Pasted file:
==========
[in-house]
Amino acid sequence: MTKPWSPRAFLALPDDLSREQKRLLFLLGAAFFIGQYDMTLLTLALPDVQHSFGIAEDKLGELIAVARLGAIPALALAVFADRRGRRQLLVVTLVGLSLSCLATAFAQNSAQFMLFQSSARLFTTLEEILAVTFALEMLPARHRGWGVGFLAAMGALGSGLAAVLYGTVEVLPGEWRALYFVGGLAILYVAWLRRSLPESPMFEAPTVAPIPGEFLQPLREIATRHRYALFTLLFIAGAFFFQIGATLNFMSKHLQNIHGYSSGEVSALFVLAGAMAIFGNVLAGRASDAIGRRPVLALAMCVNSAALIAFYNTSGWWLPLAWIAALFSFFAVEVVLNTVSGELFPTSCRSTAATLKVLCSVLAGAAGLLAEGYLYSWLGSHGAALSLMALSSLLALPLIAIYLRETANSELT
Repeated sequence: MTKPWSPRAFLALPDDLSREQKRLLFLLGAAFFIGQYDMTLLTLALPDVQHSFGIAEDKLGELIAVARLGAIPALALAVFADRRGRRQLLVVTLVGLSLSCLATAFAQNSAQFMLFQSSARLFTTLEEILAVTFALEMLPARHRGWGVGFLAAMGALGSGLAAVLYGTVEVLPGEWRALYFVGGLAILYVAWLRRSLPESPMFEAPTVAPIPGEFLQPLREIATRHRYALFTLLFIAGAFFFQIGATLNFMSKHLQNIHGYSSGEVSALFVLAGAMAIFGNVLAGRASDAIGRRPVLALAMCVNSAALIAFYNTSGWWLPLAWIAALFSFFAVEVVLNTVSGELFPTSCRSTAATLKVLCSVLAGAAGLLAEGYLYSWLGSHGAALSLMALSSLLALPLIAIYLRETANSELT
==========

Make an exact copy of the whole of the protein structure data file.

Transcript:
[in-house]
Amino acid sequence: MTKPWSPRAFLALPDDLSREQKRLLFLLGAAFFIGQYDMTLLTLALPDVQHSFGIAEDKLGELIAVARLGAIPALALAVFADRRGRRQLLVVTLVGLSLSCLATAFAQNSAQFMLFQSSARLFTTLEEILAVTFALEMLPARHRGWGVGFLAAMGALGSGLAAVLYGTVEVLPGEWRALYFVGGLAILYVAWLRRSLPESPMFEAPTVAPIPGEFLQPLREIATRHRYALFTLLFIAGAFFFQIGATLNFMSKHLQNIHGYSSGEVSALFVLAGAMAIFGNVLAGRASDAIGRRPVLALAMCVNSAALIAFYNTSGWWLPLAWIAALFSFFAVEVVLNTVSGELFPTSCRSTAATLKVLCSVLAGAAGLLAEGYLYSWLGSHGAALSLMALSSLLALPLIAIYLRETANSELT
Repeated sequence: MTKPWSPRAFLALPDDLSREQKRLLFLLGAAFFIGQYDMTLLTLALPDVQHSFGIAEDKLGELIAVARLGAIPALALAVFADRRGRRQLLVVTLVGLSLSCLATAFAQNSAQFMLFQSSARLFTTLEEILAVTFALEMLPARHRGWGVGFLAAMGALGSGLAAVLYGTVEVLPGEWRALYFVGGLAILYVAWLRRSLPESPMFEAPTVAPIPGEFLQPLREIATRHRYALFTLLFIAGAFFFQIGATLNFMSKHLQNIHGYSSGEVSALFVLAGAMAIFGNVLAGRASDAIGRRPVLALAMCVNSAALIAFYNTSGWWLPLAWIAALFSFFAVEVVLNTVSGELFPTSCRSTAATLKVLCSVLAGAAGLLAEGYLYSWLGSHGAALSLMALSSLLALPLIAIYLRETANSELT